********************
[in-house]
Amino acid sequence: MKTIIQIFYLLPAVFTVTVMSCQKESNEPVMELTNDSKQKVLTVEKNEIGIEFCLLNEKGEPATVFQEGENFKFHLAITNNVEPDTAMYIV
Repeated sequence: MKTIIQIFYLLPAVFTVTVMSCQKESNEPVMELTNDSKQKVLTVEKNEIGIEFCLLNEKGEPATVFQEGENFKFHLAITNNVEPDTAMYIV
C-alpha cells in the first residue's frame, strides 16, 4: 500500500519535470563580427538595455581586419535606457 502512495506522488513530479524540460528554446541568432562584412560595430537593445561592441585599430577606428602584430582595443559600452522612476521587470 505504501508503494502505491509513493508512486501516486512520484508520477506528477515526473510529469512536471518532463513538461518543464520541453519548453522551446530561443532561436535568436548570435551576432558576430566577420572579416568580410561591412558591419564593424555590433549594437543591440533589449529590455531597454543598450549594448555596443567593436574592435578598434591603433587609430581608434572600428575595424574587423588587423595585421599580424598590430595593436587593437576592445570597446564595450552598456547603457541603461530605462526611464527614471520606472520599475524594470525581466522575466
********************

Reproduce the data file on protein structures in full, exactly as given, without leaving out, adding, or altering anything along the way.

[in-house]
Amino acid sequence: MKTIIQIFYLLPAVFTVTVMSCQKESNEPVMELTNDSKQKVLTVEKNEIGIEFCLLNEKGEPATVFQEGENFKFHLAITNNVEPDTAMYIV
Repeated sequence: MKTIIQIFYLLPAVFTVTVMSCQKESNEPVMELTNDSKQKVLTVEKNEIGIEFCLLNEKGEPATVFQEGENFKFHLAITNNVEPDTAMYIV
C-alpha cells in the first residue's frame, strides 16, 4: 500500500519535470563580427538595455581586419535606457 502512495506522488513530479524540460528554446541568432562584412560595430537593445561592441585599430577606428602584430582595443559600452522612476521587470 505504501508503494502505491509513493508512486501516486512520484508520477506528477515526473510529469512536471518532463513538461518543464520541453519548453522551446530561443532561436535568436548570435551576432558576430566577420572579416568580410561591412558591419564593424555590433549594437543591440533589449529590455531597454543598450549594448555596443567593436574592435578598434591603433587609430581608434572600428575595424574587423588587423595585421599580424598590430595593436587593437576592445570597446564595450552598456547603457541603461530605462526611464527614471520606472520599475524594470525581466522575466